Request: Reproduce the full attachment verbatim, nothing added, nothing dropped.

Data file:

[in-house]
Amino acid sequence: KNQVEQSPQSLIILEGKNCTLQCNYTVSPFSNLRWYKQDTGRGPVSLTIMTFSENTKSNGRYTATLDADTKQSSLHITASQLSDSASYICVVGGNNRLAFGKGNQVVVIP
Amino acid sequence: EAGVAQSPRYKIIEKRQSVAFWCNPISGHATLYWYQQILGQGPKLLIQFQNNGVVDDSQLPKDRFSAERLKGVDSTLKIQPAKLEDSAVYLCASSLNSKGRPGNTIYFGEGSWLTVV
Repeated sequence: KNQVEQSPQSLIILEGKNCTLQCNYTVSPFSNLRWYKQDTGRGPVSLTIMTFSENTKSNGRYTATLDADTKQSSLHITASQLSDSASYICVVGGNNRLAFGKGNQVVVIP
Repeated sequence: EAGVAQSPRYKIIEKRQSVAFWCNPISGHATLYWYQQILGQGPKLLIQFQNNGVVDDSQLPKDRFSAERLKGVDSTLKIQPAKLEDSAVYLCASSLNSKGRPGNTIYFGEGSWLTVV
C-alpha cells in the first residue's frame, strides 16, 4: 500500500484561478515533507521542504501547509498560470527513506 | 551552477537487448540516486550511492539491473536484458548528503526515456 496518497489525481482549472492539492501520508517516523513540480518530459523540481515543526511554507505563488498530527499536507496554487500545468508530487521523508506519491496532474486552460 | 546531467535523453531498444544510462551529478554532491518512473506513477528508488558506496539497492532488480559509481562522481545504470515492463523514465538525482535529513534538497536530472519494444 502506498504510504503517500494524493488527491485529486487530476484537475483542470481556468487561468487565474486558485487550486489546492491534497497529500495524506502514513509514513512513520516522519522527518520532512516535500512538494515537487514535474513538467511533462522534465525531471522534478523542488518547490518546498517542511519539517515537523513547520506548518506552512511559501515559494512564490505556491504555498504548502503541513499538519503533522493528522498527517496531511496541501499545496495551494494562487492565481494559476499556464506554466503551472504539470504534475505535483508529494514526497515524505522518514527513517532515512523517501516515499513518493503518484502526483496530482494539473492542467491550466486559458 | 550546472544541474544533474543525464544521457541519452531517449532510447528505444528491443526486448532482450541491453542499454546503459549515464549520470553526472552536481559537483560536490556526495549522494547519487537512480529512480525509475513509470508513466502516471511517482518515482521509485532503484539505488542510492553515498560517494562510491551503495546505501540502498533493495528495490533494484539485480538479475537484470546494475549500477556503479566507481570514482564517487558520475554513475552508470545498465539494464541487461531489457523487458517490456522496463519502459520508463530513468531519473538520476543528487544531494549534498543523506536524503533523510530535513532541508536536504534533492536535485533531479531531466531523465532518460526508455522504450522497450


[in-house]
Amino acid sequence: KNQVEQSPQSLIILEGKNCTLQCNYTVSPFSNLRWYKQDTGRGPVSLTIMTFSENTKSNGRYTATLDADTKQSSLHITASQLSDSASYICVVGGNNRLAFGKGNQVVVIP
Amino acid sequence: EAGVAQSPRYKIIEKRQSVAFWCNPISGHATLYWYQQILGQGPKLLIQFQNNGVVDDSQLPKDRFSAERLKGVDSTLKIQPAKLEDSAVYLCASSLNSKGRPGNTIYFGEGSWLTVV
Repeated sequence: KNQVEQSPQSLIILEGKNCTLQCNYTVSPFSNLRWYKQDTGRGPVSLTIMTFSENTKSNGRYTATLDADTKQSSLHITASQLSDSASYICVVGGNNRLAFGKGNQVVVIP
Repeated sequence: EAGVAQSPRYKIIEKRQSVAFWCNPISGHATLYWYQQILGQGPKLLIQFQNNGVVDDSQLPKDRFSAERLKGVDSTLKIQPAKLEDSAVYLCASSLNSKGRPGNTIYFGEGSWLTVV
C-alpha cells in the first residue's frame, strides 16, 4: 500500500484561478515533507521542504501547509498560470527513506 | 551552477537487448540516486550511492539491473536484458548528503526515456 496518497489525481482549472492539492501520508517516523513540480518530459523540481515543526511554507505563488498530527499536507496554487500545468508530487521523508506519491496532474486552460 | 546531467535523453531498444544510462551529478554532491518512473506513477528508488558506496539497492532488480559509481562522481545504470515492463523514465538525482535529513534538497536530472519494444 502506498504510504503517500494524493488527491485529486487530476484537475483542470481556468487561468487565474486558485487550486489546492491534497497529500495524506502514513509514513512513520516522519522527518520532512516535500512538494515537487514535474513538467511533462522534465525531471522534478523542488518547490518546498517542511519539517515537523513547520506548518506552512511559501515559494512564490505556491504555498504548502503541513499538519503533522493528522498527517496531511496541501499545496495551494494562487492565481494559476499556464506554466503551472504539470504534475505535483508529494514526497515524505522518514527513517532515512523517501516515499513518493503518484502526483496530482494539473492542467491550466486559458 | 550546472544541474544533474543525464544521457541519452531517449532510447528505444528491443526486448532482450541491453542499454546503459549515464549520470553526472552536481559537483560536490556526495549522494547519487537512480529512480525509475513509470508513466502516471511517482518515482521509485532503484539505488542510492553515498560517494562510491551503495546505501540502498533493495528495490533494484539485480538479475537484470546494475549500477556503479566507481570514482564517487558520475554513475552508470545498465539494464541487461531489457523487458517490456522496463519502459520508463530513468531519473538520476543528487544531494549534498543523506536524503533523510530535513532541508536536504534533492536535485533531479531531466531523465532518460526508455522504450522497450